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Can You Sue Government Officials?

By George Khoury, Esq. on February 08, 2017 5:58 AM

Suing government officials and employees is not always possible, and when it is, it's more difficult than most people expect. Whether you have a civil rights case against a law enforcement officer for excessive force, or a postal carrier rear ended you, to simply achieve a legal resolution, there are several barriers to overcome to get justice from the government, even for government employees.

One of the biggest hurdles to getting justice from the federal, state or local government, or an employee, or official, is the legal doctrine of sovereign immunity. This legal doctrine basically states that the government (the sovereign) is immune from liability (can't be held accountable in court). However, while immunity is an actual thing, under limited circumstances, the government cannot claim sovereign immunity to escape liability. This session of the United States Supreme Court is expected to provide more insights as to when immunity defenses will apply to police officers and federal agents that are being sued for civil rights violations.

Tort Claims Act

One of the most common ways for an individual to get around the issue of sovereign immunity is to comply with government tort claim acts that exist in most states, and even on the federal level for limited claims, such as auto accidents caused by federal employees.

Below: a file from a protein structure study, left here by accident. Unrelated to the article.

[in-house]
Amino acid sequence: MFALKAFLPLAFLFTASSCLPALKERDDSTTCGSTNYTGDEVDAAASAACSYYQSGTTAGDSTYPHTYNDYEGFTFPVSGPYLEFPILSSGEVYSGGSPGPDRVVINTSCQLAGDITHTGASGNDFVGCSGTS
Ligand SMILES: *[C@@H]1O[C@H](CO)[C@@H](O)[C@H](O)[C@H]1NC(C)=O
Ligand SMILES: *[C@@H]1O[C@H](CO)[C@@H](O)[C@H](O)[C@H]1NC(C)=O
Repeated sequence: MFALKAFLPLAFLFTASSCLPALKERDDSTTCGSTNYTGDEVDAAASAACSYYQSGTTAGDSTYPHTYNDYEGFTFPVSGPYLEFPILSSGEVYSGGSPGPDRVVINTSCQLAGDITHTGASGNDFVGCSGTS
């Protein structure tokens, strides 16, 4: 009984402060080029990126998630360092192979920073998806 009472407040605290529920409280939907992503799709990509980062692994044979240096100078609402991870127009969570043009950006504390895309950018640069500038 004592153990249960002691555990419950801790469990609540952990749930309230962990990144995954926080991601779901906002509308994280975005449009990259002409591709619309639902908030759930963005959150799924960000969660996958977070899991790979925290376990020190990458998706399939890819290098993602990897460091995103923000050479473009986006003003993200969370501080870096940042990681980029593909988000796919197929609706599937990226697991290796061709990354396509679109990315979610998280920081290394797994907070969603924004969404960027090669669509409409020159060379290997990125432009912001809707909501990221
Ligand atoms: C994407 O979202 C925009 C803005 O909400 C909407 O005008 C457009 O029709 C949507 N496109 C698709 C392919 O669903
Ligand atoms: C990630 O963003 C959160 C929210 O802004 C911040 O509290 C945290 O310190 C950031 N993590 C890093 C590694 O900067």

Basically, most government entities require that any legal claim for injury or damages against it, or an employee acting on behalf of it, be filed with the entity prior to the filing of a lawsuit. Usually, the entity will have specific claim forms with instructions, or the state or local laws will provide detailed instructions on what is required to submit a valid claim. However, be forewarned, frequently, government injury or damages claims must be filed with the responsible entity within six months or less from the date of the injury.

Government Immunity

Generally, a government official or employee will be immune from liability so long as their conduct did not violate clearly established statutory or constitutional rights that a reasonable government employee should know. This type of immunity is called qualified immunity. This standard is frequently the subject of much debate, particularly as the inquiry about whether the statutory or constitutional right is so established, as well as whether the conduct rises to the level of a violation, are both fact intensive inquiries.

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